Sound therapist creates ultimate ‘focus’ album – to help with working or studying | Music | Entertainment

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A sound therapist has created the ultimate “focus” album to listen to while working or studying. The seven-track compilation, titled AutoFocus, has been produced as a soundtrack for creativity and productivity, featuring 40 minutes of melodies to place listeners into a concentration trance.

Lyz Cooper, the expert behind the music composition, claims that higher frequencies and warmer chord progressions are used in the songs to help with focus, without getting in the way of any creative process.

And the BPM (beats per minute) for the album was chosen to help illustrate a journey of preparation, inspiration, focus, pause, and wind down.

The album was created for Canon by Lyz Cooper, psychoacoustic expert and founder of the British Academy of Sound Therapy, alongside Jimmy Day, of music production collective, LOYAL.

It includes an eight minute-long “brain break” track, titled “Pause”, which has been composed to enable listeners to switch off for optimum brain health.

It comes after Canon commissioned research, to launch its Light & Speaker ML-A, of 2,000 adults, who work or study – which revealed that six in 10 listen to music while doing their job or schoolwork at home.

And almost half of those polled (47 percent) listen to tunes to help them concentrate – needing just six minutes of melodies to fall into a good focus “flow”.

It also emerged 48 percent get distracted by other people’s conversations when trying to concentrate, and 46 percent find it easier to “put the blinkers on” and stay on track when listening to music.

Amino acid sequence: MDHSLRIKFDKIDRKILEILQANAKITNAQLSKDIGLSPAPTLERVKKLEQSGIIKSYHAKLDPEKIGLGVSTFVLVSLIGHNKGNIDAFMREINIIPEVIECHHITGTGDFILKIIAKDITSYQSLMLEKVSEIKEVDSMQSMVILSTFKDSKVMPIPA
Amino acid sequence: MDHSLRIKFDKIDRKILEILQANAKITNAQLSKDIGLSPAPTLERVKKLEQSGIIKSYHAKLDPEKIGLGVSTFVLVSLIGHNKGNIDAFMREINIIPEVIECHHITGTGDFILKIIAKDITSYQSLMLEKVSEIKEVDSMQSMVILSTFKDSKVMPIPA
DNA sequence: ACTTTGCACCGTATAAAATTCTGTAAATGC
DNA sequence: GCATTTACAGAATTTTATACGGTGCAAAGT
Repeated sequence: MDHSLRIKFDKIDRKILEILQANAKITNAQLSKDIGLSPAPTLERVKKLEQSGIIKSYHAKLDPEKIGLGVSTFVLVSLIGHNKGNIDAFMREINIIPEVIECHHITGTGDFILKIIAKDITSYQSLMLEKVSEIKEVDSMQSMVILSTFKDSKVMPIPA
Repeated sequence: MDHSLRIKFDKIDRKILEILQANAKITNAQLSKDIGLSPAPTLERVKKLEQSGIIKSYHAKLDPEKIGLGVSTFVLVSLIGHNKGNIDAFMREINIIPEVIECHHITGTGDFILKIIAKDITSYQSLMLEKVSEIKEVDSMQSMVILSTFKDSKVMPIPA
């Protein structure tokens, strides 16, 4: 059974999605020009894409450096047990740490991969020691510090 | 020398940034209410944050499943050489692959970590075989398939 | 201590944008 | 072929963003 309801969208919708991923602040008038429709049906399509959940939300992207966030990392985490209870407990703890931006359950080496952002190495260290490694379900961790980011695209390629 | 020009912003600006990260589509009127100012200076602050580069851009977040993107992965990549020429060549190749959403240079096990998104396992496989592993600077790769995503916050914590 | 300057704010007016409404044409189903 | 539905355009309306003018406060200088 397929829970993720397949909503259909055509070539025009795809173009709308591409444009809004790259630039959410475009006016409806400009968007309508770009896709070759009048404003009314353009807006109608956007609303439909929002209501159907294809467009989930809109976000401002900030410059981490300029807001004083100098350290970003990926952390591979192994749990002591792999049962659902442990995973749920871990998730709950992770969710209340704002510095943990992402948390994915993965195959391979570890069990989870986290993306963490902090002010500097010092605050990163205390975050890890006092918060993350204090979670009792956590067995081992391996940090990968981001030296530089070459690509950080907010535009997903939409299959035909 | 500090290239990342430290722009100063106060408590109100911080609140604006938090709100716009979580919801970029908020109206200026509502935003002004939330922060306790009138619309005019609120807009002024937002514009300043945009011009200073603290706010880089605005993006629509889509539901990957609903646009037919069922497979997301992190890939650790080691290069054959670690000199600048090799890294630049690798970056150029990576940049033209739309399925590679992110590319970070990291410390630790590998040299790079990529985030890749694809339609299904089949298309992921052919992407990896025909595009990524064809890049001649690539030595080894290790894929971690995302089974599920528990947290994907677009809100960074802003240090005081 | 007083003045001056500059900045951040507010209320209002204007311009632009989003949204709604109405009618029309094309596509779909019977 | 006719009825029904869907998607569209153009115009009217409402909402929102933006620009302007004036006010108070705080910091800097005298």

Lyz Cooper said: “Our research at The British Academy of Sound Therapy has shown that when people enter a relaxed state, insights and inspirations may arise, as well as a release of stress and tension mentally, physically, and emotionally.

“This helps the creative process to flow more freely, and prevents brain fatigue. Every 90 minutes or so, it is recommended that the “Pause” track is used to guide people into a relaxed state.

“The piece begins in a more rhythmic way, and then gives way to relaxing drone sounds with long, low tones, and drifting soundscapes.

“After seven minutes or so, the music begins to become more rhythmic, which helps people to come back to a more awake state, ready to continue refreshed and relaxed.”

The study also found 16 percent would find it difficult if they were to work at home without any music playing in the background – and four in 10 reckon they work harder and perform better when listening to songs.

As well as improving focus, 40 percent of those who listen to music while they work or study said it helps pass the time, while 35 percent reckon it makes things more fun.

For 24 percent, listening to tunes helps get them into “work mode”, and it boosts creativity for 17 percent.

Pop emerged as the most popular genre to listen to, for 46 percent – with rock (24 percent), classical (17 percent), and dance (13 percent) also frequently enjoyed.

It also emerged 26 percent would rather listen to a slow tempo while trying to concentrate, while 19 percent lean more towards fast-paced hits.

And one in 10 (11 percent) of those polled, via OnePoll, have even made specific playlists for the time they spend working or studying.

You can listen to the new album on Spotify here.

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